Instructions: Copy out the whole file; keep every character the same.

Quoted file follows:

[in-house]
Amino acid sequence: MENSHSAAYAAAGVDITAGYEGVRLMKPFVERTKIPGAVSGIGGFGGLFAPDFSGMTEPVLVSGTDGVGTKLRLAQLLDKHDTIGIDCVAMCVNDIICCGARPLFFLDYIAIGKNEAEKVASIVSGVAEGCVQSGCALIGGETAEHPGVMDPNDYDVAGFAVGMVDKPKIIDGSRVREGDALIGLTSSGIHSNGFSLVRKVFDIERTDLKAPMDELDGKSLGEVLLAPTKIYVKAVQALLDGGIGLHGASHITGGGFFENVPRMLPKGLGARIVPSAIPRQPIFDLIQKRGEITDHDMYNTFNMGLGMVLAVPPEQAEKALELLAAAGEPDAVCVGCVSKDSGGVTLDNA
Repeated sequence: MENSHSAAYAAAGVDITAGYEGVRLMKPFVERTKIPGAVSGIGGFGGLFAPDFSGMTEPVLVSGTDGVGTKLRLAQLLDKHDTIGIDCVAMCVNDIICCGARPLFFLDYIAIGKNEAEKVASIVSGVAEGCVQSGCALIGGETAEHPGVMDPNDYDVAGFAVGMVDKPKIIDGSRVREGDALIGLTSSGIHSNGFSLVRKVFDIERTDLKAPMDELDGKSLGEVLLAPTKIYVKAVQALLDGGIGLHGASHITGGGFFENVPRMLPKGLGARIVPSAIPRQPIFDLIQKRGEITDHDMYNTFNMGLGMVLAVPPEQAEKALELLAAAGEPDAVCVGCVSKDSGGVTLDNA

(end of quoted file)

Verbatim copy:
[in-house]
Amino acid sequence: MENSHSAAYAAAGVDITAGYEGVRLMKPFVERTKIPGAVSGIGGFGGLFAPDFSGMTEPVLVSGTDGVGTKLRLAQLLDKHDTIGIDCVAMCVNDIICCGARPLFFLDYIAIGKNEAEKVASIVSGVAEGCVQSGCALIGGETAEHPGVMDPNDYDVAGFAVGMVDKPKIIDGSRVREGDALIGLTSSGIHSNGFSLVRKVFDIERTDLKAPMDELDGKSLGEVLLAPTKIYVKAVQALLDGGIGLHGASHITGGGFFENVPRMLPKGLGARIVPSAIPRQPIFDLIQKRGEITDHDMYNTFNMGLGMVLAVPPEQAEKALELLAAAGEPDAVCVGCVSKDSGGVTLDNA
Repeated sequence: MENSHSAAYAAAGVDITAGYEGVRLMKPFVERTKIPGAVSGIGGFGGLFAPDFSGMTEPVLVSGTDGVGTKLRLAQLLDKHDTIGIDCVAMCVNDIICCGARPLFFLDYIAIGKNEAEKVASIVSGVAEGCVQSGCALIGGETAEHPGVMDPNDYDVAGFAVGMVDKPKIIDGSRVREGDALIGLTSSGIHSNGFSLVRKVFDIERTDLKAPMDELDGKSLGEVLLAPTKIYVKAVQALLDGGIGLHGASHITGGGFFENVPRMLPKGLGARIVPSAIPRQPIFDLIQKRGEITDHDMYNTFNMGLGMVLAVPPEQAEKALELLAAAGEPDAVCVGCVSKDSGGVTLDNA